NAME

srv, srvold9p, 9fs, srvssh – start network file service

SYNOPSIS

srv [ –abcCemnq ] [ –s seconds ] [net!]system[!service] [ srvname [ mtpt ] ]
srvssh [ –r ] [ –R ] [ –s ] [ –u u9fspath ] system [ srvname [ mtpt [ aname ] ] ]
9fs [net!]system [mountpoint]
srvold9p [ –abcCdF ] [ –p servicename ] [ –s | –m mountpoint ] [ –u user ] [ –x command | –n network–addr | –f file ]

DESCRIPTION

Srv dials the given machine and initializes the connection to serve the 9P protocol. By default, it connects to the 9fs (9P) service, which for TCP is port 564. It then creates in /srv a file named srvname. Users can then mount (see bind(1)) the service, typically on a name in /n, to access the files provided by the remote machine. If srvname is omitted, the first argument to srv is used. Option m directs srv to mount the service on /n/system or onto mtpt if it is given. Option q suppresses complaints if the /srv file already exists. The a, b, c, C, and n options are used to control the mount flags as in mount (see bind(1)). Aname selects an file tree on the server other than the default. The e option causes srv to treat system as a shell command to be executed rather than an address to be dialed. The s option causes srv to sleep for the specified number of seconds after establishing the connection before posting and mounting it. This is sometimes needed by srvssh.
The specified service must serve 9P. Usually service can be omitted; when calling some non–Plan–9 systems, a service such as u9fs must be mentioned explicitly.
The 9fs command does the srv and the mount necessary to make available the files of system on network net. The files are mounted on mountpoint, if given; otherwise they are mounted on /n/system. If system contains / characters, only the last element of system is used in the /n name.
9fs recognizes some special names, such as dump to make the dump file system available on /n/dump. 9fs is an rc(1) script; examine it to see what local conventions apply.
Srvssh is an rc(1) command that connects to a remote Unix system via ssh(1) and starts u9fs(4). The –u option specifies the path to the u9fs binary on the remote system. (By default, an unrooted path of u9fs is used; if the binary is in the path of the remote SSH server, you don't need the –u option.) For information about the other options, see the introductory comment in /rc/bin/srvssh. The arguments are the same as srv.
Srvold9p is a compatibilty hack to allow Fourth Edition Plan 9 systems to connect to older 9P servers. It functions as a variant of srv that performs a version translation on the 9P messages on the underlying connection. Some of its options are the same as those of srv; the special ones are: –d            Enable debugging.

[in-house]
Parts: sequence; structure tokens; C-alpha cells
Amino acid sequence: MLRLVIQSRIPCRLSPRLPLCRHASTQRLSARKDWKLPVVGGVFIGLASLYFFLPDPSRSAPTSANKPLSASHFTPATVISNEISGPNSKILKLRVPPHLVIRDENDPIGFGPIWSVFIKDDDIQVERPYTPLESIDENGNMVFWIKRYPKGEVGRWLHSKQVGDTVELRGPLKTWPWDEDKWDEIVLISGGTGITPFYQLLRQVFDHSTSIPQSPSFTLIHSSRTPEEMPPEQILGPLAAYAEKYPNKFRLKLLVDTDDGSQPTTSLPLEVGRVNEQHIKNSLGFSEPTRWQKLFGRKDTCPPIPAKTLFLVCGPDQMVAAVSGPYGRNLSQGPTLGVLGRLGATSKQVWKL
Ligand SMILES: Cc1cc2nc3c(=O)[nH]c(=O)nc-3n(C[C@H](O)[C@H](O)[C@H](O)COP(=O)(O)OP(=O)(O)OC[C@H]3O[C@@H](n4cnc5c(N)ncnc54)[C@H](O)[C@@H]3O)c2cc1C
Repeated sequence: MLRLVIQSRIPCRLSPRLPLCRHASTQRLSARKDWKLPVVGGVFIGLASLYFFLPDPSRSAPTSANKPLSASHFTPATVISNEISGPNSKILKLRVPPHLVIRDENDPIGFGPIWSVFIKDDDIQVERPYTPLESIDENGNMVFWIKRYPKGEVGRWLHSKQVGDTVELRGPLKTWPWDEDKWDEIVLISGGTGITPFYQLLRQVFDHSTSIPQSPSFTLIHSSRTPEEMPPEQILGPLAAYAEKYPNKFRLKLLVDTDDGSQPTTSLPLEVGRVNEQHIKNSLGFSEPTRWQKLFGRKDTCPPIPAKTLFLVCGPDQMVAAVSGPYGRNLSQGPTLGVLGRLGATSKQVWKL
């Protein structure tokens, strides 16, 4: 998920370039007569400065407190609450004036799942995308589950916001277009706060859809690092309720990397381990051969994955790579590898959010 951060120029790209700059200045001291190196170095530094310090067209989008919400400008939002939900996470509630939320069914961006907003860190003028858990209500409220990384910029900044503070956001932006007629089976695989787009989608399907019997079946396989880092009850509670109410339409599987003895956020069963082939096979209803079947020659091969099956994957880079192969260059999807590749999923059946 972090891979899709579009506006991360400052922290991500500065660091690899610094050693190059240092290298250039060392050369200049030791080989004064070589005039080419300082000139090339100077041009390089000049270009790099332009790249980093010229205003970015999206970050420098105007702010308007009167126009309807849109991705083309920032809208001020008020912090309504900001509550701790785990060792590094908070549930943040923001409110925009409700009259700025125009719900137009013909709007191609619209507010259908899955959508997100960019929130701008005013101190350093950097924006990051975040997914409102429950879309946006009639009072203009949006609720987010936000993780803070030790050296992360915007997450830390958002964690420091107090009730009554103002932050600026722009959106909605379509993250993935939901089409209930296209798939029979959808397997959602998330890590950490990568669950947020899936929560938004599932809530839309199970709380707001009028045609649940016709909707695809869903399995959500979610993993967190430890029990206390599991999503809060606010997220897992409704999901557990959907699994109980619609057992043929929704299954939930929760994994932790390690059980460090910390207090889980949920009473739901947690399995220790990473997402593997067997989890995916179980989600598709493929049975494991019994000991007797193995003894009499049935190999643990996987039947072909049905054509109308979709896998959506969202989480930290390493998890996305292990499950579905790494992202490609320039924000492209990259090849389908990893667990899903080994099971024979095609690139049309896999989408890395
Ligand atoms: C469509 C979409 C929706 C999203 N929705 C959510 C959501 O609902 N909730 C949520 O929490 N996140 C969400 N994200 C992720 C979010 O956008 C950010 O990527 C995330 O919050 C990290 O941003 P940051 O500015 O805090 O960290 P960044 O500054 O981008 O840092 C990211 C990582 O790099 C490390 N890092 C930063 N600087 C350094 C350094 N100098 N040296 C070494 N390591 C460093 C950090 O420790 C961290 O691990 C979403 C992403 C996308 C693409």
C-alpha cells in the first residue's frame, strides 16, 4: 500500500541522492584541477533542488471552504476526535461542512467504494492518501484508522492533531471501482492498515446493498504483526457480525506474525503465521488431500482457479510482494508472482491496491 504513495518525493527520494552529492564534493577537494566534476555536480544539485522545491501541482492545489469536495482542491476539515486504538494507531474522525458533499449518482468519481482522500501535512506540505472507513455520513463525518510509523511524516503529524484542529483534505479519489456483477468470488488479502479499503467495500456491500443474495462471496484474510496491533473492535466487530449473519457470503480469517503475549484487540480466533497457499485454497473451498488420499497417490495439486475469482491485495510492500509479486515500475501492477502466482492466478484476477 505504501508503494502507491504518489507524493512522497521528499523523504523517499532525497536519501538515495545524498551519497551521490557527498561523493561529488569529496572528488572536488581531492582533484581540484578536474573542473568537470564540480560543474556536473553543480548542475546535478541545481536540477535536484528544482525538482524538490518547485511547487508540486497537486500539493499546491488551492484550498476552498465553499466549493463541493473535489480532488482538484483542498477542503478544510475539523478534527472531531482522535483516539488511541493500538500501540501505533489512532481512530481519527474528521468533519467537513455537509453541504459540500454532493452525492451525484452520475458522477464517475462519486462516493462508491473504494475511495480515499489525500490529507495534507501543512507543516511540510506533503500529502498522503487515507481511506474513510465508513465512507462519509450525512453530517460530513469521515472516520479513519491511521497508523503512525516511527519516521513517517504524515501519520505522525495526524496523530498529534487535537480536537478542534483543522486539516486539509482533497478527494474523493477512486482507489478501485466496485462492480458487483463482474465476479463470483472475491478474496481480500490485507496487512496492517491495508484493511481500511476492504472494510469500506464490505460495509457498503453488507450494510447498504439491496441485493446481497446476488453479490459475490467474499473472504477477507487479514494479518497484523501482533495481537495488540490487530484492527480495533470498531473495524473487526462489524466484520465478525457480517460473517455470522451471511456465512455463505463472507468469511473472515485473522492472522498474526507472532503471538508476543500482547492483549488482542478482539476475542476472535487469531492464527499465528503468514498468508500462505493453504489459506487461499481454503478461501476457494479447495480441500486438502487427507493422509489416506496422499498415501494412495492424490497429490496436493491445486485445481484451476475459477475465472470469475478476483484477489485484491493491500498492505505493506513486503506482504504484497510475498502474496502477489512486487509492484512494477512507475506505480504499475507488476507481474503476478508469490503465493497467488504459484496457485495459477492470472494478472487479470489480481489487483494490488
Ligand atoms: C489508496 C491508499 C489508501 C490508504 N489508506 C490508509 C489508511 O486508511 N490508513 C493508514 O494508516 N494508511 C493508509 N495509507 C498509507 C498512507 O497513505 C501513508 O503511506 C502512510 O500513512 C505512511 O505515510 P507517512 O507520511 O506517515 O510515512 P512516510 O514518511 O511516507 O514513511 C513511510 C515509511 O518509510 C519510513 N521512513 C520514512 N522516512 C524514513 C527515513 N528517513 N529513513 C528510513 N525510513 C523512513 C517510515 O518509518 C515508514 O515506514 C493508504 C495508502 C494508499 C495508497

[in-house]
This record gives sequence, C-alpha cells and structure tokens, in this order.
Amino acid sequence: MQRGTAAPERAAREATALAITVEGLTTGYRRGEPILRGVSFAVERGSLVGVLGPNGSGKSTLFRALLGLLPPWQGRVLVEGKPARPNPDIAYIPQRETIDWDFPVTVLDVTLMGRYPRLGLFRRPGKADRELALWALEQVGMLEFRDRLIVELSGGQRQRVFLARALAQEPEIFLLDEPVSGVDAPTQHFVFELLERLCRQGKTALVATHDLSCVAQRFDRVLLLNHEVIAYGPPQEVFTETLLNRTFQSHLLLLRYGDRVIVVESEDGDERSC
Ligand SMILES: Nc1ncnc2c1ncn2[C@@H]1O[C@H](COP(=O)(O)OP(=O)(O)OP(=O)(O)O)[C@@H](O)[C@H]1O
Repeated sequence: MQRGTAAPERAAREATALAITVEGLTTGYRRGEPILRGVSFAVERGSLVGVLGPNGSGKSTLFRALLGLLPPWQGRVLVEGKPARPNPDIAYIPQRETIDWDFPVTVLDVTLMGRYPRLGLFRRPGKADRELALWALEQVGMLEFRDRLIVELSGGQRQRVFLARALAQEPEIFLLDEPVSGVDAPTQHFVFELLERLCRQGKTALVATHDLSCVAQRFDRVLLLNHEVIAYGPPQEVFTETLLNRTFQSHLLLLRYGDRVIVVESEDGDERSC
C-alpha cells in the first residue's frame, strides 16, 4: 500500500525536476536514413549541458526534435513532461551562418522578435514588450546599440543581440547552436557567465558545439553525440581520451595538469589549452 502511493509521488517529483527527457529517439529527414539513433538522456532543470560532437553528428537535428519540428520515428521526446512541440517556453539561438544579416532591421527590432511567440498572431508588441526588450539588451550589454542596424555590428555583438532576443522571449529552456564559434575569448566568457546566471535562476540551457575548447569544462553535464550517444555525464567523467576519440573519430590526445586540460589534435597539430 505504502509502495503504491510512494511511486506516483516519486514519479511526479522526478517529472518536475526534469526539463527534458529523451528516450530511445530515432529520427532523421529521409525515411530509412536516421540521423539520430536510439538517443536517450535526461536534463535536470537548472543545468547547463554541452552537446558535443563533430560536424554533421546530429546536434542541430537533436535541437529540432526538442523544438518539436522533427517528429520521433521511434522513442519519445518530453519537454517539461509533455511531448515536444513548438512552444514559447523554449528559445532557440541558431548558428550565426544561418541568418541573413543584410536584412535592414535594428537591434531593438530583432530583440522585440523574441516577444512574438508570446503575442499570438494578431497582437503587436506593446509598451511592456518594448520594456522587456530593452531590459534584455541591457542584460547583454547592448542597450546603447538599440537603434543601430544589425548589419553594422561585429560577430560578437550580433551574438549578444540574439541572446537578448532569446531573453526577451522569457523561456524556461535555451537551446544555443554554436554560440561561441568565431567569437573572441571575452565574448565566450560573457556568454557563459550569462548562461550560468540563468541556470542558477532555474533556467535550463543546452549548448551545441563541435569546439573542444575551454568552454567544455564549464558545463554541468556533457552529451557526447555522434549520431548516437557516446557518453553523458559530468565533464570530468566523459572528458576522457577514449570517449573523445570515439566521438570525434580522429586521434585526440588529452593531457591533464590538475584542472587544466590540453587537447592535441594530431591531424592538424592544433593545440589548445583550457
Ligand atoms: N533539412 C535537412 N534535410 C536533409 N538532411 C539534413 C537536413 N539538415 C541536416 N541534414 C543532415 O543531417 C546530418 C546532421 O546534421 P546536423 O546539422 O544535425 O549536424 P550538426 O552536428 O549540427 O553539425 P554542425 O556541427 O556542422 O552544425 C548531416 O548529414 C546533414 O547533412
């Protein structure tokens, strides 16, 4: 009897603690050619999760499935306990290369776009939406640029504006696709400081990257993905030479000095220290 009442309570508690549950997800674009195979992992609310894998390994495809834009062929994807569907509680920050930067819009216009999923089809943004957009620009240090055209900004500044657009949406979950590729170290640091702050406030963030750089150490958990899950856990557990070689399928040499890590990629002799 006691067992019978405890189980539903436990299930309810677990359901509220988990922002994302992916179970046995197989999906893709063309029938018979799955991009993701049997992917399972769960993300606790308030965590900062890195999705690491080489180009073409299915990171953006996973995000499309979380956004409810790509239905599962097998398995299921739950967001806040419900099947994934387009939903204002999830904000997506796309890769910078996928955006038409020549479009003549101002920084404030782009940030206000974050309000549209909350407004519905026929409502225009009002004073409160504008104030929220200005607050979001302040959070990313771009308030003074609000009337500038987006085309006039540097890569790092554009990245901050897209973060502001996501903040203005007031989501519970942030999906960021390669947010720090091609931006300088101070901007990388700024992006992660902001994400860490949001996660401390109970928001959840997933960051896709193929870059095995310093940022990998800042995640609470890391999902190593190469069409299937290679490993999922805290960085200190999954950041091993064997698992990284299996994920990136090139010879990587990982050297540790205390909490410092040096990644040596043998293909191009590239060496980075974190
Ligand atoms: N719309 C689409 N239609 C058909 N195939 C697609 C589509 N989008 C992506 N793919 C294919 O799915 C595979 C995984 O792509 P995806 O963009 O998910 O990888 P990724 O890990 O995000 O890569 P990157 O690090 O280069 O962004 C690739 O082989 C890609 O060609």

F            Insert a special (internal) filter process to the connection to maintain message boundaries; usually only needed on TCP connections.
p servicename    Post the service under srv(3) as /srv/servicename.
u user         When connecting to the remote server, log in as user. Since srvold9p does no authentication, and since new kernels cannot authenticate to old services, the likeliest value of user is none.
x command      Run command and use its standard input and output as the 9P service connection. If the command string contains blanks, it should be quoted.
n network–addr   Dial network–addr to establish the connection.
f file          Use file (typically an existing srv(3) file) as the connection.
Srvold9p is run automatically when a cpu(1) call is received on the service port for the old protocol.

EXAMPLES

To see kremvax's and deepthought's files in /n/kremvax and /n/deepthought:
9fs kremvax
9fs hhgttg /n/deepthought
To mount as user none a connection to an older server kgbsun:
srvold9p –u none –m /n/kgbsun –p kgbsun –n il!kgbsun
Other windows may then mount the connection directly:
mount /srv/kgbsun /n/kgbsun
To connect to an instance of the Unix server u9fs(4) started via ssh(1):
srvssh unix

FILES

/srv/*   ports to file systems and servers posted by srv and 9fs

SOURCE

/sys/src/cmd/srv.c
/rc/bin/9fs
/rc/bin/srvssh
/sys/src/cmd/srvold9p

SEE ALSO

bind(1), auth(2), dial(2), srv(3), exportfs(4), import(4), ftpfs(4), u9fs(4)

BUGS

Srv does not explicitly report failures of auth_proxy (see auth(2)); mount (see bind(1)) does.